Aboard the Navy's high-tech pioneer, the USS Freedom

Brand new ship designed to operate in shallow waters and under combat displays multiple technological advancements (see video below)

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Besides the automated machinery plant, the ship's networks interface with modules that control more exotic components, such as unmanned vehicles that travel in the air, under the sea and on the surface. The networks also control decoy launching systems, an electronic surveillance system, a combat data system, a rolling airframe missile system, a 57mm gun, several radar systems and the ship's Voyage Management System.

The VMS takes data from GPS, radar and other inputs to display the ship's position on an electronic chart along with nearby landforms and surface vessels. It can also control the ship. "You can chart where you want to go, when you want to do it, what turns you want, and when and where. Set it to autopilot, and the ship will automatically drive to each track that you told it to go to," Johnson said. "It's pretty amazing. It drives by itself."

Where the action is

One of the best examples of minimal manning is apparent in the heart of the ship, called Mission Control Central (MCC). Public tours don't go through there, and the Navy is very sensitive about people bringing cameras in, even if they're turned off -- something Tisdale made sure of.

The compartment is chock-full of all kinds of displays, consoles, controls and other equipment.

If things were to get serious -- for example, several people have noted that this ship would be ideal for combating the naval pirates who are hijacking ships off the coast of Africa -- MCC is where the action would be. The station is usually manned by a crew of four, while on other ships, perhaps up to 20 people would be required to accomplish the same tasks.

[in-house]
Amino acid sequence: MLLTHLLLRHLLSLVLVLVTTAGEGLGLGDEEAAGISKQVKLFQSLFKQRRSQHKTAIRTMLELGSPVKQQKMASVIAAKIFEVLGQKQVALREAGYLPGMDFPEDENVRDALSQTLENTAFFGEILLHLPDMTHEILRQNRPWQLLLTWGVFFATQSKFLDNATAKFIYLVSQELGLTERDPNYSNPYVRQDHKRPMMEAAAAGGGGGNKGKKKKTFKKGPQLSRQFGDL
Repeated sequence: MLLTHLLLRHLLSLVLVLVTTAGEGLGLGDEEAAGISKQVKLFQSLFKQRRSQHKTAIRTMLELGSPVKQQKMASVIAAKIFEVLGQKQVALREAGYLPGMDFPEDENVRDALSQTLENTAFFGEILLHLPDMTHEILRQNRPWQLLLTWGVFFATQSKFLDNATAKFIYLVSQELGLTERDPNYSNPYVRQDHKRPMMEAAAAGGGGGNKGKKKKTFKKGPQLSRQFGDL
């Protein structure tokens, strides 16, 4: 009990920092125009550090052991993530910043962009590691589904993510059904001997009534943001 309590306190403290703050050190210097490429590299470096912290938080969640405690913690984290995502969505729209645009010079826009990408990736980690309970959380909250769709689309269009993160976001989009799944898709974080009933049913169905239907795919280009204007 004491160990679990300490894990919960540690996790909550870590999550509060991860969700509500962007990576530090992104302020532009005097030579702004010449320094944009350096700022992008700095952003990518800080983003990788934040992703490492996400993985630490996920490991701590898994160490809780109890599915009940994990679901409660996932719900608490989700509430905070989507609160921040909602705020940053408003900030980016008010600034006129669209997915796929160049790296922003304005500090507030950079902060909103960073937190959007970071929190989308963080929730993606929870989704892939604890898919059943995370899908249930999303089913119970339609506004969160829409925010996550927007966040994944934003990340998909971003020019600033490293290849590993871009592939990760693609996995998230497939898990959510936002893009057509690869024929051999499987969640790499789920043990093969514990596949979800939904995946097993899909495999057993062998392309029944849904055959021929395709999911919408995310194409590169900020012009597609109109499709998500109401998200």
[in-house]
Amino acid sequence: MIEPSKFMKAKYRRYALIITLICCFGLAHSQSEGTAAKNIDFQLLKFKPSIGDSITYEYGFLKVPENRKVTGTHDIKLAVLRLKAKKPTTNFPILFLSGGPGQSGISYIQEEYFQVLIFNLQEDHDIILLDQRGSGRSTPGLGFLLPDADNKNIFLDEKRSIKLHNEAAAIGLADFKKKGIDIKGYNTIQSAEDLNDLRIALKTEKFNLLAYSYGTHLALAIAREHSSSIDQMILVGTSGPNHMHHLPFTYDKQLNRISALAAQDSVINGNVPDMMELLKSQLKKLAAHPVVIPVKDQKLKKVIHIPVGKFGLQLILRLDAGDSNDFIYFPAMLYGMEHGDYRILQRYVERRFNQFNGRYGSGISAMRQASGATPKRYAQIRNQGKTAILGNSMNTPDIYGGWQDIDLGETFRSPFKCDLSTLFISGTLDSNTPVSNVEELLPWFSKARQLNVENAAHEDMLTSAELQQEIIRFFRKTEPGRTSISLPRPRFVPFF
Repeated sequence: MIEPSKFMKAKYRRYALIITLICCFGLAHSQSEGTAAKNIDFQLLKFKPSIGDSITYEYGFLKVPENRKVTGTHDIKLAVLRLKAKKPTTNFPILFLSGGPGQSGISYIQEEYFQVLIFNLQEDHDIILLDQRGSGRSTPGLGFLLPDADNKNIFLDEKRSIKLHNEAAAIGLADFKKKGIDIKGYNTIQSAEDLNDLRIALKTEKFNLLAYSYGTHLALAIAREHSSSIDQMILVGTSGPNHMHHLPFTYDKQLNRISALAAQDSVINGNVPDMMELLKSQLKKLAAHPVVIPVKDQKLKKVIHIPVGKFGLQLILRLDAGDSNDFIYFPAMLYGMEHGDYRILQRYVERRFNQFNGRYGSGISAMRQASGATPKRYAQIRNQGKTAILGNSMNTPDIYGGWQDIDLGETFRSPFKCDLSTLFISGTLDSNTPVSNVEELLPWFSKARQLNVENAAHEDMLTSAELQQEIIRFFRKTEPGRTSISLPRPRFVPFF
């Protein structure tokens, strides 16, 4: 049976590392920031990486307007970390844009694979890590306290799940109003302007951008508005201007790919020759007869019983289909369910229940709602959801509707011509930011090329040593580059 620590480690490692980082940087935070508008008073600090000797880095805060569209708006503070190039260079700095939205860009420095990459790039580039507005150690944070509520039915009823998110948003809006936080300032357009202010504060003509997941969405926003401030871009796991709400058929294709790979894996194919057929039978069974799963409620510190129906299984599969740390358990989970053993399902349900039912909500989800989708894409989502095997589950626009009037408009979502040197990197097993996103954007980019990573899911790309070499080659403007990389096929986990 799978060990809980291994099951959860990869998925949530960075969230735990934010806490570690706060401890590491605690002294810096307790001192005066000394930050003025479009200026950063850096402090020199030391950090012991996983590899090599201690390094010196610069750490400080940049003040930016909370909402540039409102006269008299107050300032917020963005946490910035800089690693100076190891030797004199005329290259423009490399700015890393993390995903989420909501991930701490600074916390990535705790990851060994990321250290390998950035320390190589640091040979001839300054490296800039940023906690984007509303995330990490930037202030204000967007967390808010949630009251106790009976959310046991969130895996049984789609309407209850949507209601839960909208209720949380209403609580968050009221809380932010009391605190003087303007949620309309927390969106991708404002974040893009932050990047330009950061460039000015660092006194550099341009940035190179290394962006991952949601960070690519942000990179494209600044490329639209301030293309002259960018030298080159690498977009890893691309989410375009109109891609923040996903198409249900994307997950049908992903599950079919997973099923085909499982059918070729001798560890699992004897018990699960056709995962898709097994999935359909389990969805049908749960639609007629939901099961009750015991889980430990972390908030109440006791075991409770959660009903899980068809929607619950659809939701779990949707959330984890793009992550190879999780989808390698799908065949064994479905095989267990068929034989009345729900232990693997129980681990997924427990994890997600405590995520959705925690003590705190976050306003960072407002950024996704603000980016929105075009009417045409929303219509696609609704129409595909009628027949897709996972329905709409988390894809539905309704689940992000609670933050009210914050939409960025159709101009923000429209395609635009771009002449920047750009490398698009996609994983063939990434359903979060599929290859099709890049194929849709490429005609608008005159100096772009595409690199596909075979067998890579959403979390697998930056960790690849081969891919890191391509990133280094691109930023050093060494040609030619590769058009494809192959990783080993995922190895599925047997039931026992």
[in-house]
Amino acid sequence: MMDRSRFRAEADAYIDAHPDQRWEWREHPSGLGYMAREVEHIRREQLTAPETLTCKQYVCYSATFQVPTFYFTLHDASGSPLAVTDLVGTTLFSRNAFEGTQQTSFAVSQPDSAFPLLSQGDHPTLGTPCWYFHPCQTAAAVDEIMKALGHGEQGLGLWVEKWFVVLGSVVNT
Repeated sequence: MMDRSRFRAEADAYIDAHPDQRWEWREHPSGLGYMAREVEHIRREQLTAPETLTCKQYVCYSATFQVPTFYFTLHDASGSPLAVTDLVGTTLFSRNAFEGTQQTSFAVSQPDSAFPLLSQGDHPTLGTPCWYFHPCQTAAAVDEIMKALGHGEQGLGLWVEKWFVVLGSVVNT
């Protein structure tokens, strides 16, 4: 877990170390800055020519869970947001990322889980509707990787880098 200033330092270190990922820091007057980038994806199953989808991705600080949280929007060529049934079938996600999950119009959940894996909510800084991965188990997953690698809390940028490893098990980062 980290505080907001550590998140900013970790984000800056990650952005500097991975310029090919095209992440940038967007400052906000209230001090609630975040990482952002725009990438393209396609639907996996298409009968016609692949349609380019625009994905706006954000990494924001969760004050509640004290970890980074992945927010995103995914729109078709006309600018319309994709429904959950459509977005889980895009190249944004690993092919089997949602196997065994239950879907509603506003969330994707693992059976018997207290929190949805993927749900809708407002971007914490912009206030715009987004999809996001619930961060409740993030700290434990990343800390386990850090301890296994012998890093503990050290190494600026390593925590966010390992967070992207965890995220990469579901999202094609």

"This is the heart of combat, I guess you could say," Johnson said, "where you track air targets, surface targets, all your air search radar and everything. All the sensor data comes from antennas topside down here to these consoles via our networks and displays what's going on outside of the ship -- if they're good guys, if they're bad guys, if they're ships, if they're airplanes. It will give exactly where they're at, who they are, if it's a cargo ship . . . it gives you all that information from here."

Mission Control Central
The Mission Control Central component of the on-shore training facility is the actual size of MCC on the ship itself. Photo courtesy of Lockheed Martin.

And if bad guys are detected, one person in MCC can quickly plot a firing solution for the 57mm cannon at one console, for example, and immediately move to another to direct fire. Again, on other ships, multiple people are required for the same function. The cannon can use programmable ammunition set to explode near a target or penetrate the vessel and then explode -- another first for the Navy -- at a range of up to seven miles. "So you definitely don't want to be on the other end of that one," Tisdale said. MCC is also where missile launches are controlled.

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